Mexico's Scotiabank Inverlat is poised to inaugurate auto-loan backed deals on the south side of the Rio Grande. Confirming the buzz that circulated last month, the bank has a mandate for originator Servicios Financieros Navistar, a wholly owned subsidiary of U.S.-based Navistar International Corporation (see ASR 8/9, p.1). The program is set at Ps1.1 billion ($95 million), with a debut transaction of Ps500 million, according to a source on the deal. Timing is for October, as the shelf has not been submitted to regulators yet.
Instead of being auto loans per se, the collateral is actually comprised of truck and bus loans. Mexican state development bank Nacional Financiera is expected to provide a partial guaranty of no less than 17% of the Class A notes, which will make up 96% of total issuance. Moody's de Mexico has given the deal a preliminary rating of Aaa.mx' on the national scale. Standard & Poor's is heard rating the deal as well. While all the loans in the underlying pool initially carried fixed rates, about 41% will eventually reset to a floating rate of 6% over the benchmark TIIE.
In another first for the Mexican peso market, housing finance company Patrimonio has registered a Ps2 billion shelf for securitizing bridge loans for construction, territory that is well trodden by peer companies Su Casita, Metrofinanciera, Credito y Casa and Nacional. While Patrimonio has issued naked commercial paper, it has been securitization-shy until now. The lead manager of the program, Multivalores, is also new to ABS. The originator and bank are apparently building on a relationship developed in the CP market, according to a source familiar with Patrimonio. The inaugural deal off the shelf will have a senior/sub structure, resembling bridge-loan backed transactions issued by Nacional.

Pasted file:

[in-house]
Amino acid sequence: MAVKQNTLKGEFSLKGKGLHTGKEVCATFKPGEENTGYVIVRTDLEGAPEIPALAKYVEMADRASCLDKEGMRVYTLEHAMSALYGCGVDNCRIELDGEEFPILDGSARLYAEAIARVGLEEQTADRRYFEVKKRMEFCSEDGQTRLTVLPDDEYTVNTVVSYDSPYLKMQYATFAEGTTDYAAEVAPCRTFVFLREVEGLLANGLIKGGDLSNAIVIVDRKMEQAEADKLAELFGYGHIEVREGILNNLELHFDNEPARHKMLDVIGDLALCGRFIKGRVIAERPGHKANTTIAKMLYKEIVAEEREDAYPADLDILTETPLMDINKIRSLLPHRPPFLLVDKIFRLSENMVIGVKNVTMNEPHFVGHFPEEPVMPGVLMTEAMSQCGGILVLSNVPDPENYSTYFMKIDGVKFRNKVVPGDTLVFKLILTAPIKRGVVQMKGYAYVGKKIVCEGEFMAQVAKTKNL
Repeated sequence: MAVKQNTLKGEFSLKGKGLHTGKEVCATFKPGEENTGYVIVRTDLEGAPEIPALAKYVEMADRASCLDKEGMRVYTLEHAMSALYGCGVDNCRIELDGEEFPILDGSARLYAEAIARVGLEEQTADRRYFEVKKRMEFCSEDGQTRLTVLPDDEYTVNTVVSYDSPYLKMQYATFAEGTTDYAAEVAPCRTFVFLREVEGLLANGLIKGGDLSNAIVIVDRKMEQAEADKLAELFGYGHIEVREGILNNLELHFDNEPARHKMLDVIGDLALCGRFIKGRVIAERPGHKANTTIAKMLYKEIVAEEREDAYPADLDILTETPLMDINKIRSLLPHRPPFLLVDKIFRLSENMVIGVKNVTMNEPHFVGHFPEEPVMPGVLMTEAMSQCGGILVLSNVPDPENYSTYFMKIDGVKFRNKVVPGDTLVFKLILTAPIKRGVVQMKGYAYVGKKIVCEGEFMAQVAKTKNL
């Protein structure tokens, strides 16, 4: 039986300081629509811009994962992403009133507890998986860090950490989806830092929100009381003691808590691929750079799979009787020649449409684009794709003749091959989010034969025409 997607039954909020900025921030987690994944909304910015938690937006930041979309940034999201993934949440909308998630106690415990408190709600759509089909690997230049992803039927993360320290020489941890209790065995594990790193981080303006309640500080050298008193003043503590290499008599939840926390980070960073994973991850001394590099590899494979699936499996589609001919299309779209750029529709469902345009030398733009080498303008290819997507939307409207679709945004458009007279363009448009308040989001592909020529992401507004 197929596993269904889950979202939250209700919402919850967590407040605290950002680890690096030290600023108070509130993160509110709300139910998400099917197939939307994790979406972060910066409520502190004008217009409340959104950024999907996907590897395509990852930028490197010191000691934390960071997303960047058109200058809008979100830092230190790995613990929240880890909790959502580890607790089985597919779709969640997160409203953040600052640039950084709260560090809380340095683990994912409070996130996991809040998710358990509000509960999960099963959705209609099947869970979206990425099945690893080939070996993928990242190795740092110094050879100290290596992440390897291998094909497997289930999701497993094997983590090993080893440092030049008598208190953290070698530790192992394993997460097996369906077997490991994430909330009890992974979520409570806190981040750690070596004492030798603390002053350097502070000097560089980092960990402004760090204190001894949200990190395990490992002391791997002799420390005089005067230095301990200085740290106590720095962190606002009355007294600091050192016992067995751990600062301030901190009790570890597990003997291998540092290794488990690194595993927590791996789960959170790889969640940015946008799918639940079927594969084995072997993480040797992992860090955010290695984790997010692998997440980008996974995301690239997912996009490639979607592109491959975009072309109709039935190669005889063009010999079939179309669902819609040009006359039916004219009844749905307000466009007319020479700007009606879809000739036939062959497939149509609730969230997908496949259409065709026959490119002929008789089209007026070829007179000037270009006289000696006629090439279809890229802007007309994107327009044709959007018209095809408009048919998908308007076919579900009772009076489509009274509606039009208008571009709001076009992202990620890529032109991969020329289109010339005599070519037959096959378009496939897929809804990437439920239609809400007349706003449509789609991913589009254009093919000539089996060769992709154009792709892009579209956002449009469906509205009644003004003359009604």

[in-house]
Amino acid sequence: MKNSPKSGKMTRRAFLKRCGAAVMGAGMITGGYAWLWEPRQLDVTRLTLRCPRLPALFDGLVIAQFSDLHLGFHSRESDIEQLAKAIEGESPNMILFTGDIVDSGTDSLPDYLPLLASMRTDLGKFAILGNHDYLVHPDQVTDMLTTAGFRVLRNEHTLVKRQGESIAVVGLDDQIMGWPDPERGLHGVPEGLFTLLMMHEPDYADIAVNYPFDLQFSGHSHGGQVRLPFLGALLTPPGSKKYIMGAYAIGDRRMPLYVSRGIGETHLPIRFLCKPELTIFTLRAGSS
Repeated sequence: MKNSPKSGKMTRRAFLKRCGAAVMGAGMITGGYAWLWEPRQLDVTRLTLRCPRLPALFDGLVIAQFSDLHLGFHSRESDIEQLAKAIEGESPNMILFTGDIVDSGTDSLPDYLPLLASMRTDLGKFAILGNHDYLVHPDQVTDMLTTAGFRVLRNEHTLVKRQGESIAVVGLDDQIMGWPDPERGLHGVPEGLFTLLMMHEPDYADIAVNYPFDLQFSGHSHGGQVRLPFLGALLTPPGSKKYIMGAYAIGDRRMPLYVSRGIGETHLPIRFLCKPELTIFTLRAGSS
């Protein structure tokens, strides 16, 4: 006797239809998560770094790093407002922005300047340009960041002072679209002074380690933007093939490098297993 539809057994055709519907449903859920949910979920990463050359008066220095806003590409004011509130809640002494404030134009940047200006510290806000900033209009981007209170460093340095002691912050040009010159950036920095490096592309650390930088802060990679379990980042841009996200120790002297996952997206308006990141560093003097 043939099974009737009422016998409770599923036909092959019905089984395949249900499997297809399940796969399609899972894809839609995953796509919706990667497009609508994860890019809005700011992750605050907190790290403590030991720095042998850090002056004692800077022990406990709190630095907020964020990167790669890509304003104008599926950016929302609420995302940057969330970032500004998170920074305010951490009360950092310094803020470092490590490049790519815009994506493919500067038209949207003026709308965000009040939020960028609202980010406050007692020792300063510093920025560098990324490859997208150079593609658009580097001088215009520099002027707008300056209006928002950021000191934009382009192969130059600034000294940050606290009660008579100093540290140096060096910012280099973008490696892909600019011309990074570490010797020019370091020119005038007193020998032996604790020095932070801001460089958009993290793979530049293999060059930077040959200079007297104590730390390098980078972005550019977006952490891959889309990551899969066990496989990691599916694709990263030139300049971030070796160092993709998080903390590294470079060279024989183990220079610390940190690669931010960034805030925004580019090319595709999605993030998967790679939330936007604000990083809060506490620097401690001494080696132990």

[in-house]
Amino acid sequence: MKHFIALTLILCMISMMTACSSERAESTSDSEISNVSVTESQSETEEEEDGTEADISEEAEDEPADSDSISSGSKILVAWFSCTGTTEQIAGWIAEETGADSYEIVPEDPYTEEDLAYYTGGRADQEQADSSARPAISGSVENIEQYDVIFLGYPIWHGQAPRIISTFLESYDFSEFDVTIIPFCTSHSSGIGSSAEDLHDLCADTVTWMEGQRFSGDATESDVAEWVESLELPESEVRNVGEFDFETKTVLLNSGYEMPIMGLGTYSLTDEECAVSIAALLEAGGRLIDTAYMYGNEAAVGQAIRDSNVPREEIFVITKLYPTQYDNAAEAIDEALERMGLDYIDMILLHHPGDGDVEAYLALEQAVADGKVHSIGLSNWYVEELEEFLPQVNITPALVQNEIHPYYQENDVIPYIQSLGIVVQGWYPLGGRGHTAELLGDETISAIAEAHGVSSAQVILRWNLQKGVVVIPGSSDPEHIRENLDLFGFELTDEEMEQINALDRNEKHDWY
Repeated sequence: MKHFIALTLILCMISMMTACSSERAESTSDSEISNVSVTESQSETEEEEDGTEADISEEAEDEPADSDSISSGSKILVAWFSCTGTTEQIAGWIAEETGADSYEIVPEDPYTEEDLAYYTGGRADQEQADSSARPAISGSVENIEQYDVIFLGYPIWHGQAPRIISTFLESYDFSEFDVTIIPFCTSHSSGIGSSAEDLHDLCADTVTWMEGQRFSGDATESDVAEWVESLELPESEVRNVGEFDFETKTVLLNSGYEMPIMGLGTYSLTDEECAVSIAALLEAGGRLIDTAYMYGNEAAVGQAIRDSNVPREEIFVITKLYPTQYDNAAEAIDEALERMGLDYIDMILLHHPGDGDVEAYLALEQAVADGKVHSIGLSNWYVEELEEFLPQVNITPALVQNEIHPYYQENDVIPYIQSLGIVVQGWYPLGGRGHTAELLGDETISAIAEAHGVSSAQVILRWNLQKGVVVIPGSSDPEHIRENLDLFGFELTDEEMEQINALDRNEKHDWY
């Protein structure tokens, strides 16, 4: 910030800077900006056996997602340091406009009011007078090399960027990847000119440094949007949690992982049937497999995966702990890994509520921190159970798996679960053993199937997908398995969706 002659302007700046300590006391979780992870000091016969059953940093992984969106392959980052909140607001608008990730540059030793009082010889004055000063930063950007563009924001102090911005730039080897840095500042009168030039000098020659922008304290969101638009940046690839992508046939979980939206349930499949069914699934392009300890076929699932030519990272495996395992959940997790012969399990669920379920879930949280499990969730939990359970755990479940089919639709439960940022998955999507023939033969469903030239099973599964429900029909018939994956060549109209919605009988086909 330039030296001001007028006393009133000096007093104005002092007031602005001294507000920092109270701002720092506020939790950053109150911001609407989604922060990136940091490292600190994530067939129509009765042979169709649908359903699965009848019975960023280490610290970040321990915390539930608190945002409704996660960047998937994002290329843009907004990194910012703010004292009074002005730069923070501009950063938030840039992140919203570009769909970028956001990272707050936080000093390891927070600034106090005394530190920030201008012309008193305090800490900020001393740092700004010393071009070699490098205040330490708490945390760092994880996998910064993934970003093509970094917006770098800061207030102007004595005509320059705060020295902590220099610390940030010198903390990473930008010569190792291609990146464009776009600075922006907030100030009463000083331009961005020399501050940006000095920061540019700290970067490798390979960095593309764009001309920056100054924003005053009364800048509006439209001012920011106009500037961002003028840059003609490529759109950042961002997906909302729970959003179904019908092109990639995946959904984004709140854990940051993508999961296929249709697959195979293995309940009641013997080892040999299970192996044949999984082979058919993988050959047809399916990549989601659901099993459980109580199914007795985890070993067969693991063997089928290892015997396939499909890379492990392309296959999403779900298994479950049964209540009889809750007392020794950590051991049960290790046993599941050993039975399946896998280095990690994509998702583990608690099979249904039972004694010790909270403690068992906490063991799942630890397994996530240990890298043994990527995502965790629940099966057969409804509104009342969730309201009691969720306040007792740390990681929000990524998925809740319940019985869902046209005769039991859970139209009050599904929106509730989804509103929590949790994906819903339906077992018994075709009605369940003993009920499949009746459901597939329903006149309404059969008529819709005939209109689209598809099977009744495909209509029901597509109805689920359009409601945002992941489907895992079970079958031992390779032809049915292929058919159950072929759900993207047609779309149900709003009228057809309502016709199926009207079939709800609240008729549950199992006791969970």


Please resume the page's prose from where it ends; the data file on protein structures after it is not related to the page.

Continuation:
Based in the bustling industrial city of Monterrey, Patrimonio was upgraded by Fitch Ratings in May to BBB+(mex)' on the national scale from BBB(mex).' The ratings boost was prompted by the improved quality of its asset base - which includes mortgages as well as bridge loans - and greater geographic diversification.
Also down the pike is a toll road transaction from first-ever issuer Autopistas de Guerrero, an originator operating in the southeastern Mexican state of the same name. Details on the size have yet to surface, but the tenor is 15 years, according to a prospectus registered with the Mexican Securities Exchange. The lead manager is Interacciones, which has arranged transactions for the state of Guerrero. Legal counsel is Valencia del Toro.
The originator is a subsidiary of Grupo Mexicano de Desarrollo and operates a road that provides access to a hotel strip in Acapulco known as the "Diamond Tip." Like other toll road operators in Mexico, Autopistas de Guerrero was derailed in the recession following 1994. But aside from the 1995-1998 period, vehicular traffic on the road has grown every year since 1992. A chunk of the deal's proceeds is earmarked to pay down a Ps185 million loan owed to state owned bank Banobras.
Elsewhere in the market, two structured transactions priced in late August. Carreteras de Cuota Puebla issued a 15-year deal for 151.7 million inflation indexed units (UDIS) ($45 million) at 6.4%, at the wider end of price talk. Led by Santander, the deal was oversubscribed by 1.6 times and went primarily to pension funds, with insurance companies trailing behind. The deal marks Banobras' entry into the enhancement business, having provided a 53% partial guaranty. Fitch and S&P rated the deal triple-A on the national scale. Protego Asesores structured the transaction and Mijares, Angoitia, Cortes & Fuentes was legal counsel.
Also in Mexico, conglomerate Xignux issued a Ps1 billion, four-year deal at 310 basis points over one month TIIE. ABN AMRO and Banorte arranged the transaction, which carried a 26% guaranty from Dutch development bank the FMO. Apart from the surety, the transaction was plain vanilla.
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